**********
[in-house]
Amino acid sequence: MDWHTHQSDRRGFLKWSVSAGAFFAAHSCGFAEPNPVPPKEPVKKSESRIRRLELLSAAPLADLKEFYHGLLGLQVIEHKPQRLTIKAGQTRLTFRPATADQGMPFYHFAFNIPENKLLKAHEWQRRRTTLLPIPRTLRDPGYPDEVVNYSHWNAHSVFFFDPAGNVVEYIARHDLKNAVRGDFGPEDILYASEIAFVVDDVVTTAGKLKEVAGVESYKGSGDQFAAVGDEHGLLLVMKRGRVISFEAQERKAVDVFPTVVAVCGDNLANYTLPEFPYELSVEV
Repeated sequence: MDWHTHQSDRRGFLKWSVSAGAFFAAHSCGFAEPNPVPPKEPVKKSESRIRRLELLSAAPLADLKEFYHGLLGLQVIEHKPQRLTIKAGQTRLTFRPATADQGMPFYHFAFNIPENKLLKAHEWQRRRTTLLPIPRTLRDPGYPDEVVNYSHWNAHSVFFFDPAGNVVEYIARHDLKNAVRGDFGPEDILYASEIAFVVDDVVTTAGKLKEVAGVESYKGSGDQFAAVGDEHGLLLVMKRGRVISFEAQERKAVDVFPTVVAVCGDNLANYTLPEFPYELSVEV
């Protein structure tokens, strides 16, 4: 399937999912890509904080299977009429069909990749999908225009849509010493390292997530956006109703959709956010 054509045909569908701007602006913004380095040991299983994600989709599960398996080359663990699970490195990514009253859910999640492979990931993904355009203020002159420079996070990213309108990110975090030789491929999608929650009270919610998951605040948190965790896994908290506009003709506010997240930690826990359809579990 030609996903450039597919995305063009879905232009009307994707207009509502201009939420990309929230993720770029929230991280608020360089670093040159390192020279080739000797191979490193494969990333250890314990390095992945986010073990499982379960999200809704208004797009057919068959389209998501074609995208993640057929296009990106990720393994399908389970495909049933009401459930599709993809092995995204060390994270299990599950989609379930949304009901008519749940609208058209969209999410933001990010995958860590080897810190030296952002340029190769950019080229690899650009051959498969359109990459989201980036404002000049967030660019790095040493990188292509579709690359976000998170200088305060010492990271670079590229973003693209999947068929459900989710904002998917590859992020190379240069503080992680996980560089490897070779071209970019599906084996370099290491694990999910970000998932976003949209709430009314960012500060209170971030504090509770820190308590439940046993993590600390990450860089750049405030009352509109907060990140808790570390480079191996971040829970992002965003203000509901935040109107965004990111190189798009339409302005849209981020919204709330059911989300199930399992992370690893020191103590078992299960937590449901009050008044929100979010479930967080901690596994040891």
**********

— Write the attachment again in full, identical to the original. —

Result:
[in-house]
Amino acid sequence: MDWHTHQSDRRGFLKWSVSAGAFFAAHSCGFAEPNPVPPKEPVKKSESRIRRLELLSAAPLADLKEFYHGLLGLQVIEHKPQRLTIKAGQTRLTFRPATADQGMPFYHFAFNIPENKLLKAHEWQRRRTTLLPIPRTLRDPGYPDEVVNYSHWNAHSVFFFDPAGNVVEYIARHDLKNAVRGDFGPEDILYASEIAFVVDDVVTTAGKLKEVAGVESYKGSGDQFAAVGDEHGLLLVMKRGRVISFEAQERKAVDVFPTVVAVCGDNLANYTLPEFPYELSVEV
Repeated sequence: MDWHTHQSDRRGFLKWSVSAGAFFAAHSCGFAEPNPVPPKEPVKKSESRIRRLELLSAAPLADLKEFYHGLLGLQVIEHKPQRLTIKAGQTRLTFRPATADQGMPFYHFAFNIPENKLLKAHEWQRRRTTLLPIPRTLRDPGYPDEVVNYSHWNAHSVFFFDPAGNVVEYIARHDLKNAVRGDFGPEDILYASEIAFVVDDVVTTAGKLKEVAGVESYKGSGDQFAAVGDEHGLLLVMKRGRVISFEAQERKAVDVFPTVVAVCGDNLANYTLPEFPYELSVEV
């Protein structure tokens, strides 16, 4: 399937999912890509904080299977009429069909990749999908225009849509010493390292997530956006109703959709956010 054509045909569908701007602006913004380095040991299983994600989709599960398996080359663990699970490195990514009253859910999640492979990931993904355009203020002159420079996070990213309108990110975090030789491929999608929650009270919610998951605040948190965790896994908290506009003709506010997240930690826990359809579990 030609996903450039597919995305063009879905232009009307994707207009509502201009939420990309929230993720770029929230991280608020360089670093040159390192020279080739000797191979490193494969990333250890314990390095992945986010073990499982379960999200809704208004797009057919068959389209998501074609995208993640057929296009990106990720393994399908389970495909049933009401459930599709993809092995995204060390994270299990599950989609379930949304009901008519749940609208058209969209999410933001990010995958860590080897810190030296952002340029190769950019080229690899650009051959498969359109990459989201980036404002000049967030660019790095040493990188292509579709690359976000998170200088305060010492990271670079590229973003693209999947068929459900989710904002998917590859992020190379240069503080992680996980560089490897070779071209970019599906084996370099290491694990999910970000998932976003949209709430009314960012500060209170971030504090509770820190308590439940046993993590600390990450860089750049405030009352509109907060990140808790570390480079191996971040829970992002965003203000509901935040109107965004990111190189798009339409302005849209981020919204709330059911989300199930399992992370690893020191103590078992299960937590449901009050008044929100979010479930967080901690596994040891």